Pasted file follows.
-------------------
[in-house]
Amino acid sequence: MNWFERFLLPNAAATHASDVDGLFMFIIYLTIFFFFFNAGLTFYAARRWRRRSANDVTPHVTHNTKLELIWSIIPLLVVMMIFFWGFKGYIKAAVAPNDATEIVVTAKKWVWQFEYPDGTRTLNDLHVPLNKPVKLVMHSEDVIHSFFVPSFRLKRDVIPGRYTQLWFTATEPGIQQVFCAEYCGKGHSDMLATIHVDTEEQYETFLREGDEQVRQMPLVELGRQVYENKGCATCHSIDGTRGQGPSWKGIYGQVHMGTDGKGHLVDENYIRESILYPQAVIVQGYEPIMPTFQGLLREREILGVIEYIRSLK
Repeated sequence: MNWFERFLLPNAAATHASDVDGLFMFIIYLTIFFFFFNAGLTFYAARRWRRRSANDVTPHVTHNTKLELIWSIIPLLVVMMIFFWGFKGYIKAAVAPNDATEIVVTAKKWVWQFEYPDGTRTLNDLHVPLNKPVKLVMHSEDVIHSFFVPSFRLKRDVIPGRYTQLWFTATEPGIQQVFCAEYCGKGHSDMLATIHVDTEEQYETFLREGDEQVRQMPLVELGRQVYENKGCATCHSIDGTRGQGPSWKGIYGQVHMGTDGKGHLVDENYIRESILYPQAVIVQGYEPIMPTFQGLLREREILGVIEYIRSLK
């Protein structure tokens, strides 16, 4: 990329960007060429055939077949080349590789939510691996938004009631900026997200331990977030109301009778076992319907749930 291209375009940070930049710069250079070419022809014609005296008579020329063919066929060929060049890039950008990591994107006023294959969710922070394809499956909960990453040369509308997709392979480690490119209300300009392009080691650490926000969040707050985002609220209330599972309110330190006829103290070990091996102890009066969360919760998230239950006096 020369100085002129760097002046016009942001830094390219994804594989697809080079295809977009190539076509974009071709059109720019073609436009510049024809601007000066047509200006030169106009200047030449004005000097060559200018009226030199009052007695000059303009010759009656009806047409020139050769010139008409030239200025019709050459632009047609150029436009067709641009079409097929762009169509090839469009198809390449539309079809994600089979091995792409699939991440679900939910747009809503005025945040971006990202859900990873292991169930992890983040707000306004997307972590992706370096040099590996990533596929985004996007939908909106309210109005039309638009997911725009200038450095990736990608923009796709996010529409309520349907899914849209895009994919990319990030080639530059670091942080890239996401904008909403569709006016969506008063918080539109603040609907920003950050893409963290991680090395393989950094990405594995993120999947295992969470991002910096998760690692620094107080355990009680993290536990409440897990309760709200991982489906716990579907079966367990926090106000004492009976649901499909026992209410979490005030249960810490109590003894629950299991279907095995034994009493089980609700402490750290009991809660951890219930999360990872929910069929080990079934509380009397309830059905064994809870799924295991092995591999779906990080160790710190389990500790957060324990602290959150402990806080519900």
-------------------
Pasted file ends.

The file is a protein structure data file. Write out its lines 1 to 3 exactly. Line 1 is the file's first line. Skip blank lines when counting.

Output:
[in-house]
Amino acid sequence: MNWFERFLLPNAAATHASDVDGLFMFIIYLTIFFFFFNAGLTFYAARRWRRRSANDVTPHVTHNTKLELIWSIIPLLVVMMIFFWGFKGYIKAAVAPNDATEIVVTAKKWVWQFEYPDGTRTLNDLHVPLNKPVKLVMHSEDVIHSFFVPSFRLKRDVIPGRYTQLWFTATEPGIQQVFCAEYCGKGHSDMLATIHVDTEEQYETFLREGDEQVRQMPLVELGRQVYENKGCATCHSIDGTRGQGPSWKGIYGQVHMGTDGKGHLVDENYIRESILYPQAVIVQGYEPIMPTFQGLLREREILGVIEYIRSLK
Repeated sequence: MNWFERFLLPNAAATHASDVDGLFMFIIYLTIFFFFFNAGLTFYAARRWRRRSANDVTPHVTHNTKLELIWSIIPLLVVMMIFFWGFKGYIKAAVAPNDATEIVVTAKKWVWQFEYPDGTRTLNDLHVPLNKPVKLVMHSEDVIHSFFVPSFRLKRDVIPGRYTQLWFTATEPGIQQVFCAEYCGKGHSDMLATIHVDTEEQYETFLREGDEQVRQMPLVELGRQVYENKGCATCHSIDGTRGQGPSWKGIYGQVHMGTDGKGHLVDENYIRESILYPQAVIVQGYEPIMPTFQGLLREREILGVIEYIRSLK